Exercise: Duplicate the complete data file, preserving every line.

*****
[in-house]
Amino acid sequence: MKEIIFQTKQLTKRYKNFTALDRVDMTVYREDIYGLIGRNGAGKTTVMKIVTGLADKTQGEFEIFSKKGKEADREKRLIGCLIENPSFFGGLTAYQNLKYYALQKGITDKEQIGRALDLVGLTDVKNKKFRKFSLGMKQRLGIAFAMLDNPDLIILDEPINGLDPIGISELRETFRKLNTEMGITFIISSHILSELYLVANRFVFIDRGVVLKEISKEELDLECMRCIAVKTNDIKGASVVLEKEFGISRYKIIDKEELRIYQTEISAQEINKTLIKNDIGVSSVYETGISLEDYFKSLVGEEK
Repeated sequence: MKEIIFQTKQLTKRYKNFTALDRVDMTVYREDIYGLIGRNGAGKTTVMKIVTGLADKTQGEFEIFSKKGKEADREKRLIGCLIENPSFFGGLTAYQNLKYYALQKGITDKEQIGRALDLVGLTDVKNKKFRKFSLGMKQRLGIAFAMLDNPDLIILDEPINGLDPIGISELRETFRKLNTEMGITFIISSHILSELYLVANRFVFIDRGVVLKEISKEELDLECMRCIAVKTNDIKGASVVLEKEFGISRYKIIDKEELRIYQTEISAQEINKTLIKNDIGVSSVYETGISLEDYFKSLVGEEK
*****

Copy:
[in-house]
Amino acid sequence: MKEIIFQTKQLTKRYKNFTALDRVDMTVYREDIYGLIGRNGAGKTTVMKIVTGLADKTQGEFEIFSKKGKEADREKRLIGCLIENPSFFGGLTAYQNLKYYALQKGITDKEQIGRALDLVGLTDVKNKKFRKFSLGMKQRLGIAFAMLDNPDLIILDEPINGLDPIGISELRETFRKLNTEMGITFIISSHILSELYLVANRFVFIDRGVVLKEISKEELDLECMRCIAVKTNDIKGASVVLEKEFGISRYKIIDKEELRIYQTEISAQEINKTLIKNDIGVSSVYETGISLEDYFKSLVGEEK
Repeated sequence: MKEIIFQTKQLTKRYKNFTALDRVDMTVYREDIYGLIGRNGAGKTTVMKIVTGLADKTQGEFEIFSKKGKEADREKRLIGCLIENPSFFGGLTAYQNLKYYALQKGITDKEQIGRALDLVGLTDVKNKKFRKFSLGMKQRLGIAFAMLDNPDLIILDEPINGLDPIGISELRETFRKLNTEMGITFIISSHILSELYLVANRFVFIDRGVVLKEISKEELDLECMRCIAVKTNDIKGASVVLEKEFGISRYKIIDKEELRIYQTEISAQEINKTLIKNDIGVSSVYETGISLEDYFKSLVGEEK